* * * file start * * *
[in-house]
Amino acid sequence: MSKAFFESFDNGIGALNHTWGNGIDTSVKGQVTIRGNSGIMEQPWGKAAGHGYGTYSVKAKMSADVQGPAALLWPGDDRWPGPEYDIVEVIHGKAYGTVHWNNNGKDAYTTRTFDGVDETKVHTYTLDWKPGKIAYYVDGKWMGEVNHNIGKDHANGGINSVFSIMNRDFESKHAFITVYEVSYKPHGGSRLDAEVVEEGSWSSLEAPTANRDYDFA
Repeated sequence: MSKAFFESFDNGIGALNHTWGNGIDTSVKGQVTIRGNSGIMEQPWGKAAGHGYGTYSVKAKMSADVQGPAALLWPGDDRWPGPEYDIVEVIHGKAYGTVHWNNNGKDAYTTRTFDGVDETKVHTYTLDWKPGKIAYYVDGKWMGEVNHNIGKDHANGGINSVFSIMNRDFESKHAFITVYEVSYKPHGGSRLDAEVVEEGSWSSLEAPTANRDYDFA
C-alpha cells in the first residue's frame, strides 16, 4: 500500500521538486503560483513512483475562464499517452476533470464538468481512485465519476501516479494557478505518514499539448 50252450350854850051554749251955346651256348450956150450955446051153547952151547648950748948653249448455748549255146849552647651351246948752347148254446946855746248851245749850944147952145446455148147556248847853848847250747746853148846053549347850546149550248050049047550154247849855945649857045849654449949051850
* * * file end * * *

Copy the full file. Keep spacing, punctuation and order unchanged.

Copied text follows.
[in-house]
Amino acid sequence: MSKAFFESFDNGIGALNHTWGNGIDTSVKGQVTIRGNSGIMEQPWGKAAGHGYGTYSVKAKMSADVQGPAALLWPGDDRWPGPEYDIVEVIHGKAYGTVHWNNNGKDAYTTRTFDGVDETKVHTYTLDWKPGKIAYYVDGKWMGEVNHNIGKDHANGGINSVFSIMNRDFESKHAFITVYEVSYKPHGGSRLDAEVVEEGSWSSLEAPTANRDYDFA
Repeated sequence: MSKAFFESFDNGIGALNHTWGNGIDTSVKGQVTIRGNSGIMEQPWGKAAGHGYGTYSVKAKMSADVQGPAALLWPGDDRWPGPEYDIVEVIHGKAYGTVHWNNNGKDAYTTRTFDGVDETKVHTYTLDWKPGKIAYYVDGKWMGEVNHNIGKDHANGGINSVFSIMNRDFESKHAFITVYEVSYKPHGGSRLDAEVVEEGSWSSLEAPTANRDYDFA
C-alpha cells in the first residue's frame, strides 16, 4: 500500500521538486503560483513512483475562464499517452476533470464538468481512485465519476501516479494557478505518514499539448 50252450350854850051554749251955346651256348450956150450955446051153547952151547648950748948653249448455748549255146849552647651351246948752347148254446946855746248851245749850944147952145446455148147556248847853848847250747746853148846053549347850546149550248050049047550154247849855945649857045849654449949051850